# Squares and Square Roots

First learn about Squares, then Square Roots are easy.

## How to Square A Number

To square a number: **multiply it by itself**.

### Example: What is 3 squared?

3 Squared | = | = 3 × 3 = 9 |

"Squared" is often written as a little 2 like this:

This says **"4 Squared equals 16"**

(the little 2 says the number appears twice in multiplying)

## Squares From 0^{2} to 6^{2}

0 Squared | = | 0^{2} | = | 0 × 0 | = | 0 |

1 Squared | = | 1^{2} | = | 1 × 1 | = | 1 |

2 Squared | = | 2^{2} | = | 2 × 2 | = | 4 |

3 Squared | = | 3^{2} | = | 3 × 3 | = | 9 |

4 Squared | = | 4^{2} | = | 4 × 4 | = | 16 |

5 Squared | = | 5^{2} | = | 5 × 5 | = | 25 |

6 Squared | = | 6^{2} | = | 6 × 6 | = | 36 |

The squares are also on the Multiplication Table: |

## Negative Numbers

We can also square **negative numbers**.

### Example: What happens when we square (−5) ?

Answer:

(−5) × (−5) = **25 **

(because a negative times a negative gives a positive)

That was interesting!

When we square a **negative** number we get a **positive** result.

Just the same as squaring a positive number:

(For more detail read Squares and Square Roots in Algebra)

## Square Roots

A **square root** goes the other way:

3 squared is 9, so a **square root of 9 is 3**

A square root of a number is ...

**multiplied by itself**to give the original number.

A square root of **9** is ...

**3**, because

**when 3 is multiplied by itself**we get

**9**.

It is like asking:

What can we multiply by itself to get this?

In this case the tree is "9", and the root is "3". |

Here are some more squares and square roots:

4 | 16 | |

5 | 25 | |

6 | 36 |

## Decimal Numbers

It also works for decimal numbers.

Try the sliders below. *Note: the numbers here are only shown to 2 decimal places.*

Using the sliders (remembering it is only accurate to 2 decimal places):

- What is the square root of
**8**? - What is the square root of
**9**? - What is the square root of
**10**? - What is
**1**squared? - What is
**1.1**squared? - What is
**2.6**squared?

## Negatives

We discovered earlier that we can square negative numbers:

### Example: (−3) squared

(−3) × (−3) = **9**

And of course 3 × 3 = **9** also.

So the square root of 9 could be **−3** or **+3**

### Example: What are the square roots of 25?

(−5) × (−5) = 25

5 × 5 = 25

So the square roots of 25 are **−5** and **+5**

## The Square Root Symbol

This is the special symbol that means "square root", it is sort of like a tick, and actually started hundreds of years ago as a dot with a flick upwards. It is called the , and always makes mathematics look important!radical |

We use it like this:

and we say **"square root of 9 equals 3"**

### Example: What is √25?

25 = 5 × 5, in other words when we multiply 5 by itself (5 × 5) we get 25

**So the answer is:**

√25 = 5

But wait a minute! Can't the square root **also be −5**? Because (−5) × (−5) = **25 **too.

- Well the
**square root of 25**could be −5 or +5. - But when we use the
**radical symbol √**we only give the**positive (or zero) result**.

### Example: What is √36 ?

Answer: 6 × 6 = 36, so **√36 = 6**

## Perfect Squares

The Perfect Squares (also called "Square Numbers") are the squares of the integers:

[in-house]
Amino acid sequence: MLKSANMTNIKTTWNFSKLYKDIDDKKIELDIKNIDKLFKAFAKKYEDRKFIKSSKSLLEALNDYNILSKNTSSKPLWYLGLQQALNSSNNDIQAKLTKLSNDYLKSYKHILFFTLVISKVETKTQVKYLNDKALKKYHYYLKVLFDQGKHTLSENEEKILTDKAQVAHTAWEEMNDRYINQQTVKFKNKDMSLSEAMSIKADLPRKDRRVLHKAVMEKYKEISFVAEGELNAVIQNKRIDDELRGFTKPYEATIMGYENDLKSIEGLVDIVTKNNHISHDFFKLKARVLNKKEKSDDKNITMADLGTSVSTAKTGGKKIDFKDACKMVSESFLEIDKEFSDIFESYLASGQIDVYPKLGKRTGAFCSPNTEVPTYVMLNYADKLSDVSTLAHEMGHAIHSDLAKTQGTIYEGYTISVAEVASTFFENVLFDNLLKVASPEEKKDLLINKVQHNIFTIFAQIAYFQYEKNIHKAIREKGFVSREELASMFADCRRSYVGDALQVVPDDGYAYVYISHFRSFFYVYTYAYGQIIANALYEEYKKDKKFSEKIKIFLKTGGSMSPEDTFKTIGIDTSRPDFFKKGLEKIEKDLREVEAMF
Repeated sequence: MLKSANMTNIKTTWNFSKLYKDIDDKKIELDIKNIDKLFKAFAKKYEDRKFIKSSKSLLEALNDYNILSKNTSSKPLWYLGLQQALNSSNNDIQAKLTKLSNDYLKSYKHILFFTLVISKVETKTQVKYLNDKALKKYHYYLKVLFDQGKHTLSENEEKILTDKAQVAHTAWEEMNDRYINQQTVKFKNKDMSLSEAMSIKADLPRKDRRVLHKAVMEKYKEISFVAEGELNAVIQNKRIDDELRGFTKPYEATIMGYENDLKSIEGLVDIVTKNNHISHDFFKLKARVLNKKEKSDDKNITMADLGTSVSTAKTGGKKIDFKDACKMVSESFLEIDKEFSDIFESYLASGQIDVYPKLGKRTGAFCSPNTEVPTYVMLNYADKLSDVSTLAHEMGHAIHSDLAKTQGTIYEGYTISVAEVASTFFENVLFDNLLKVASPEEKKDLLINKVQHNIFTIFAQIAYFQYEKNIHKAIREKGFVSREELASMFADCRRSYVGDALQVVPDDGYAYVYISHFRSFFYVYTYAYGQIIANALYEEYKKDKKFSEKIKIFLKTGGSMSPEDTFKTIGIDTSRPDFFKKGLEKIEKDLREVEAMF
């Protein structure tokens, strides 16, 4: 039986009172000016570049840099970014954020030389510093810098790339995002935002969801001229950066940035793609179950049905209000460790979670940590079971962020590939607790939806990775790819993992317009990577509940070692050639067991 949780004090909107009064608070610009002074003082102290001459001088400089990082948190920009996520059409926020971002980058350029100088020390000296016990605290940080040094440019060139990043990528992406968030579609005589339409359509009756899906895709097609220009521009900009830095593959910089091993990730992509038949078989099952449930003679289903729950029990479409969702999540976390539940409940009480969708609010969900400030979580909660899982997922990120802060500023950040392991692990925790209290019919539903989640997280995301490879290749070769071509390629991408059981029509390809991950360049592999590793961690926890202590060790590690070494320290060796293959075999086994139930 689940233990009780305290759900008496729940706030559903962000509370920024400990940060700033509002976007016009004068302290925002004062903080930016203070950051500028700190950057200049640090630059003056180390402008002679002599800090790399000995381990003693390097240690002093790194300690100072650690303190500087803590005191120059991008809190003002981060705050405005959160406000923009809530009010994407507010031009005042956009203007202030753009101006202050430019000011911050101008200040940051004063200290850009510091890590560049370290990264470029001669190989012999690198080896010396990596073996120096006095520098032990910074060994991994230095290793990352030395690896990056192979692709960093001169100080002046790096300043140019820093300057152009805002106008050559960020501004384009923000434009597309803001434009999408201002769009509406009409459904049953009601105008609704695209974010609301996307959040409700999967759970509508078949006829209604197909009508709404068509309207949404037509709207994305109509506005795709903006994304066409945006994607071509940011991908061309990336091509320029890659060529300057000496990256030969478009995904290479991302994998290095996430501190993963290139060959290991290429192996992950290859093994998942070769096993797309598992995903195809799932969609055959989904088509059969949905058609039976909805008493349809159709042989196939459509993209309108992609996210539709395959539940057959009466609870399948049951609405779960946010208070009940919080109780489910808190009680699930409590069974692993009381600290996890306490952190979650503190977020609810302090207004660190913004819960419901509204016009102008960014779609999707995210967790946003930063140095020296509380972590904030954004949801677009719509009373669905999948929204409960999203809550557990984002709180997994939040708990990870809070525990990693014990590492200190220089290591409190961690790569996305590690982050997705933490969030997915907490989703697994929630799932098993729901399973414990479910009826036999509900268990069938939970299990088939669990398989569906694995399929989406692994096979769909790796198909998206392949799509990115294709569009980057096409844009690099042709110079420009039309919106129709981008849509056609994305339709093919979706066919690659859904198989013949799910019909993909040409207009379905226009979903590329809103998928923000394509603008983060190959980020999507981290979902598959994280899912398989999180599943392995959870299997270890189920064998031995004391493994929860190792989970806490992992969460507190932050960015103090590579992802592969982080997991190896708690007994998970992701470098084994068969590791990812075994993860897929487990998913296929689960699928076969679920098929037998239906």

PerfectSquares | |

0 | 0 |

1 | 1 |

2 | 4 |

3 | 9 |

4 | 16 |

5 | 25 |

6 | 36 |

7 | 49 |

8 | 64 |

9 | 81 |

10 | 100 |

11 | 121 |

12 | 144 |

13 | 169 |

14 | 196 |

15 | 225 |

etc... |

Try to remember them up to 12.

## Calculating Square Roots

It is easy to work out the square root of a perfect square, but it is **really hard** to work out other square roots.

### Example: what is √10?

Well, 3 × 3 = 9 and 4 × 4 = 16, so we can guess the answer is between 3 and 4.

- Let's try 3.5:
*3.5 × 3.5 = 12.25* - Let's try 3.2:
*3.2 × 3.2 = 10.24* - Let's try 3.1:
*3.1 × 3.1 = 9.61* - ...

Getting closer to 10, but it will take a long time to get a good answer!

At this point, I get out my calculator and it says:
But the digits just go on and on, without any pattern. So even the calculator's answer is |

*Note: numbers like that are called Irrational Numbers, if you want to know more.*

## The Easiest Way to Calculate a Square Root

Use your calculator's square root button! |

And also use your common sense to make sure you have the right answer.

## A Fun Way to Calculate a Square Root

There is a fun method for calculating a square root that gets more and more accurate each time around:

a) start with a guess (let's guess 4 is the square root of 10) | |

b) divide by the guess (10/4 = 2.5) c) add that to the guess (4 + 2.5 = 6.5) d) then divide that result by 2, in other words halve it. (6.5/2 = 3.25)e) now, set that as the new guess, and start at b) again |

- Our first attempt got us from 4 to
**3.25** - Going again (
*b to e*) gets us:**3.163** - Going again (
*b to e*) gets us:**3.1623**

And so, after 3 times around the answer is 3.1623, which is pretty good, because:

** 3.1623 x 3.1623 = 10.00014**

Now ... why don't **you** try calculating the square root of 2 this way?

### How to Guess

What if we have to guess the square root for a difficult number such as "82,163" ... ?

In that case we could think "82,163" has 5 digits, so the square root might have 3 digits (100x100=10,000), and the square root of 8 (the first digit) is about 3 (3x3=9), so 300 is a good start.

### Square Root Day

The 4th of April 2016 is a Square Root Day, because the date looks like **4/4/16**

The next after that is the 5th of May 2025 (5/5/25)